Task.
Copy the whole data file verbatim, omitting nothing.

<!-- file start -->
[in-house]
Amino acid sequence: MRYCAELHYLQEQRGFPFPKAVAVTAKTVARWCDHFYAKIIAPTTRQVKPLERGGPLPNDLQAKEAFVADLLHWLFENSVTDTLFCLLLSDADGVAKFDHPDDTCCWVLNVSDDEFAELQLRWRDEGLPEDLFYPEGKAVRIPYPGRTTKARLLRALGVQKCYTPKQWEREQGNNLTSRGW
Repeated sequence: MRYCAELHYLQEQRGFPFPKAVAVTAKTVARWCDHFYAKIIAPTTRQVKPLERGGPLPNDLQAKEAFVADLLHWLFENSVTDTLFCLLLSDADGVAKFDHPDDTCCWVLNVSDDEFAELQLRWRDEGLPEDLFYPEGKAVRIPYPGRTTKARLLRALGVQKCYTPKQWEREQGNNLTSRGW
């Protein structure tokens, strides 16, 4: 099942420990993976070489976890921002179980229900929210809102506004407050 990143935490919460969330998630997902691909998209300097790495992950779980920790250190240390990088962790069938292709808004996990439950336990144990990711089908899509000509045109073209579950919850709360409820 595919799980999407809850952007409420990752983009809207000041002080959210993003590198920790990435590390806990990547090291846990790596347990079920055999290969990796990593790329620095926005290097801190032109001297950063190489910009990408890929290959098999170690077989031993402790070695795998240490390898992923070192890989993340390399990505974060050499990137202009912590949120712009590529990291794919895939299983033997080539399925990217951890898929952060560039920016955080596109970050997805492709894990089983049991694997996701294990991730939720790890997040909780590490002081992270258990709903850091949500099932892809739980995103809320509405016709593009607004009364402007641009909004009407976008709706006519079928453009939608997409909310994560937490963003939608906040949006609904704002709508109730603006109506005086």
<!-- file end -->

[in-house]
Amino acid sequence: MRYCAELHYLQEQRGFPFPKAVAVTAKTVARWCDHFYAKIIAPTTRQVKPLERGGPLPNDLQAKEAFVADLLHWLFENSVTDTLFCLLLSDADGVAKFDHPDDTCCWVLNVSDDEFAELQLRWRDEGLPEDLFYPEGKAVRIPYPGRTTKARLLRALGVQKCYTPKQWEREQGNNLTSRGW
Repeated sequence: MRYCAELHYLQEQRGFPFPKAVAVTAKTVARWCDHFYAKIIAPTTRQVKPLERGGPLPNDLQAKEAFVADLLHWLFENSVTDTLFCLLLSDADGVAKFDHPDDTCCWVLNVSDDEFAELQLRWRDEGLPEDLFYPEGKAVRIPYPGRTTKARLLRALGVQKCYTPKQWEREQGNNLTSRGW
């Protein structure tokens, strides 16, 4: 099942420990993976070489976890921002179980229900929210809102506004407050 990143935490919460969330998630997902691909998209300097790495992950779980920790250190240390990088962790069938292709808004996990439950336990144990990711089908899509000509045109073209579950919850709360409820 595919799980999407809850952007409420990752983009809207000041002080959210993003590198920790990435590390806990990547090291846990790596347990079920055999290969990796990593790329620095926005290097801190032109001297950063190489910009990408890929290959098999170690077989031993402790070695795998240490390898992923070192890989993340390399990505974060050499990137202009912590949120712009590529990291794919895939299983033997080539399925990217951890898929952060560039920016955080596109970050997805492709894990089983049991694997996701294990991730939720790890997040909780590490002081992270258990709903850091949500099932892809739980995103809320509405016709593009607004009364402007641009909004009407976008709706006519079928453009939608997409909310994560937490963003939608906040949006609904704002709508109730603006109506005086």